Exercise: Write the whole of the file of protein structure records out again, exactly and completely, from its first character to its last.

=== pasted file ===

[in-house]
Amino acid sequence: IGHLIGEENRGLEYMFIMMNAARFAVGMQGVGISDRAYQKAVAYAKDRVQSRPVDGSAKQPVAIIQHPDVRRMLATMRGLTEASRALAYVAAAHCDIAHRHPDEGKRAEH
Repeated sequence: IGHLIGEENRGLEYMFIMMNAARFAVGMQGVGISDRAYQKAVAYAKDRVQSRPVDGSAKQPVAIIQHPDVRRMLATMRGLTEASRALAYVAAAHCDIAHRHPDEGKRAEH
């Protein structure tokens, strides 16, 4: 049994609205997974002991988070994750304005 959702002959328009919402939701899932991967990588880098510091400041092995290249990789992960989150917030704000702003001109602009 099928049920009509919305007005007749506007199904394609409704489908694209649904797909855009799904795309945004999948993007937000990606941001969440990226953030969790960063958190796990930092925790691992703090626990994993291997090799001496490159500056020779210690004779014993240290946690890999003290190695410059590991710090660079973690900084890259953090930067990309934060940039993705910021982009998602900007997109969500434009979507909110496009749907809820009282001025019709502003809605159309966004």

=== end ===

[in-house]
Amino acid sequence: IGHLIGEENRGLEYMFIMMNAARFAVGMQGVGISDRAYQKAVAYAKDRVQSRPVDGSAKQPVAIIQHPDVRRMLATMRGLTEASRALAYVAAAHCDIAHRHPDEGKRAEH
Repeated sequence: IGHLIGEENRGLEYMFIMMNAARFAVGMQGVGISDRAYQKAVAYAKDRVQSRPVDGSAKQPVAIIQHPDVRRMLATMRGLTEASRALAYVAAAHCDIAHRHPDEGKRAEH
């Protein structure tokens, strides 16, 4: 049994609205997974002991988070994750304005 959702002959328009919402939701899932991967990588880098510091400041092995290249990789992960989150917030704000702003001109602009 099928049920009509919305007005007749506007199904394609409704489908694209649904797909855009799904795309945004999948993007937000990606941001969440990226953030969790960063958190796990930092925790691992703090626990994993291997090799001496490159500056020779210690004779014993240290946690890999003290190695410059590991710090660079973690900084890259953090930067990309934060940039993705910021982009998602900007997109969500434009979507909110496009749907809820009282001025019709502003809605159309966004």